We have a surfeit of cherry tomatoes coming out of our summer garden. I have actually taken to dehydrating them.
The texture of the dehydrated tomatoes really ends up depending on the temperature you choose to dry them at.
- Dry them at 130° to 135° F and you would end up with a crisp dried tomato
- Between 115° and 125°F you end up leaving a little bit of moisture to give it a slightly chewy texture
To actually process them, wash the tomatoes first and then halve them. If you want to sprinkle lightly with fine ground sea salt (personally I have done them with and without so I can pick and choose depending on the application).
Arrange them on your dehydrator racks without the pieces touching each other. Set to the appropriate temperature and turn on. Generally it takes about 12 hours. If you have multiple racks swap their order to even out the drying among the layers in the dehydrator.
After the drying process is complete, cool them at room temperature for a few minutes and then put them in a sealed ziplock bag for storage. I tend to store them in the freezer since we have absolutely no preservative in it.
The slightly chewy ones as a condiment on top of salads is spectacular. Also add them to omelets for that burst of acidity and sweetness. Your imagination is the only thing holding you back on what you can use the little flavour nuggets.
A lot of the Middle eastern and North African cuisines produce Kebobs from ground meats; lamb mostly but occasionally goat. Beef is a completely acceptable substitute. This version is made with Ground beef and if I had to pin it to any one of the countries of the region, I would probably pin it to Morocco since I am serving it with Cous Cous.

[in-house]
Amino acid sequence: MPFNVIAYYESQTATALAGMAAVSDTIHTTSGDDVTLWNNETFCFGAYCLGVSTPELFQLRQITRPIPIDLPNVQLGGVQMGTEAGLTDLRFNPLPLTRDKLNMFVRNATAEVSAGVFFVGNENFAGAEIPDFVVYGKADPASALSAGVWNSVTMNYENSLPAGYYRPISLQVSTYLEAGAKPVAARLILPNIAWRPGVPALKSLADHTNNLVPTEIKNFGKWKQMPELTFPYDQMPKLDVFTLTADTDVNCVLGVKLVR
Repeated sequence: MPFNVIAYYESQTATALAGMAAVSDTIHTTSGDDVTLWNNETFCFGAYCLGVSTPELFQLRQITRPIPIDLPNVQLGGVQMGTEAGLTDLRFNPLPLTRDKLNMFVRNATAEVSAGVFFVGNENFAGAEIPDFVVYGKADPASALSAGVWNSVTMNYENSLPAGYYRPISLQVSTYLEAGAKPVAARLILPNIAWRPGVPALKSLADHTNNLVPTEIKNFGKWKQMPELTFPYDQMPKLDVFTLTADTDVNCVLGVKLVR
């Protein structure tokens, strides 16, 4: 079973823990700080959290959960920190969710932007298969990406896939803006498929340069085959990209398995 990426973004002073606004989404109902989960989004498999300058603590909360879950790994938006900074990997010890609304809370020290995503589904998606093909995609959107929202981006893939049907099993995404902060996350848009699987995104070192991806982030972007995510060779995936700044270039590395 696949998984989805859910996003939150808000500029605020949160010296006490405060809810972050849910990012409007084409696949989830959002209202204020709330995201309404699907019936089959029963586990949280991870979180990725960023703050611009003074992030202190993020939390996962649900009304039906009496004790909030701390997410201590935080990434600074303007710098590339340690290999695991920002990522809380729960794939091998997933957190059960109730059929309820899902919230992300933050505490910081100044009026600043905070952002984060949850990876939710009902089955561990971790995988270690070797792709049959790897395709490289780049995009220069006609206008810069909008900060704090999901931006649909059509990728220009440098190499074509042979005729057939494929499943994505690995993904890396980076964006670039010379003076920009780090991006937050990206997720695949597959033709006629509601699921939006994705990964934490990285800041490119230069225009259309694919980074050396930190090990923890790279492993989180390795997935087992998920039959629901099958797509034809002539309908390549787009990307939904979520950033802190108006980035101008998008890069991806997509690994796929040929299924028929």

There are really multiple parts to this dish. The Cous Cous, the kebobs themselves, the chermoula and the yogurt raita or tadziki, whatever you want to call it. I will post the Chermoula separately since it is a dressing that is useful across many many dishes and link it here
Ground Beef Kebobs
- 1 ½ pounds ground beef
- ½ cup finely minced red onion
- 2 Tablespoons nonfat powdered milk
- 2 tablespoons chopped fresh cilantro
- 2 tablespoons chopped fresh mint
- 1 tablespoon ground ginger
- 2 cloves of Garlic, minced
- 1 teaspoon cayenne
- ½ teaspoon salt
- ½ teaspoon freshly ground pepper
- Olive oil
- Mix the Ingredients with the ground beef. Do not over mix but get them mixed throughly to distribute the spices and herbs into the meat
- Chill in the refrigerator for an hour to set up
- Divide into eight and shape each in the form of a log. I make them with flat sides so it is easy to turn them to cook
- Heat a cast iron pan over medium heat and brush with olive oil
- Brush the kebobs with olive oil and cook them without crowding on the pan. You can cook over medium low with a partial cover on it so as to over cook the outside but be careful of moisture exuded from the kebobs. You DO NOT want to poach the meat.
- Make sure they are completely cooked.
Ingredients & Directions
- 1 cup Cous Cous
- 2 cups water (Use the ratio recommended for your brand of Cous Cous)
- 1 ½ teaspoon ground cumin
- ½ teaspoon ground coriander
- ½ teaspoon ground turmeric
- Salt and ground black pepper to taste
- Place all the ingredients except the water in a flat pan
- Bring the water to a boil and immediately add to the tray and mix it well with a fork
- Wait for the cousin cousin to absorb all of the water
- Add a tablespoon of olive oil to the tray and fluff to mix it in completely. Use a fork if you are squeamish but I tend to don gloves and rub it between my fingers and palm
- Let it rest for five minutes and repeat twice more with a tablespoon of olive oil each time
- Reheat just before serving in a microwave
Raita … or Tadziki with a twist
Ingredients & Directions
- 1 cup Greek Yogurt, Plain
- 1 tablespoon of minced fresh Mint
- ½ teaspoon ground Cumin
- ¼ teaspoon Salt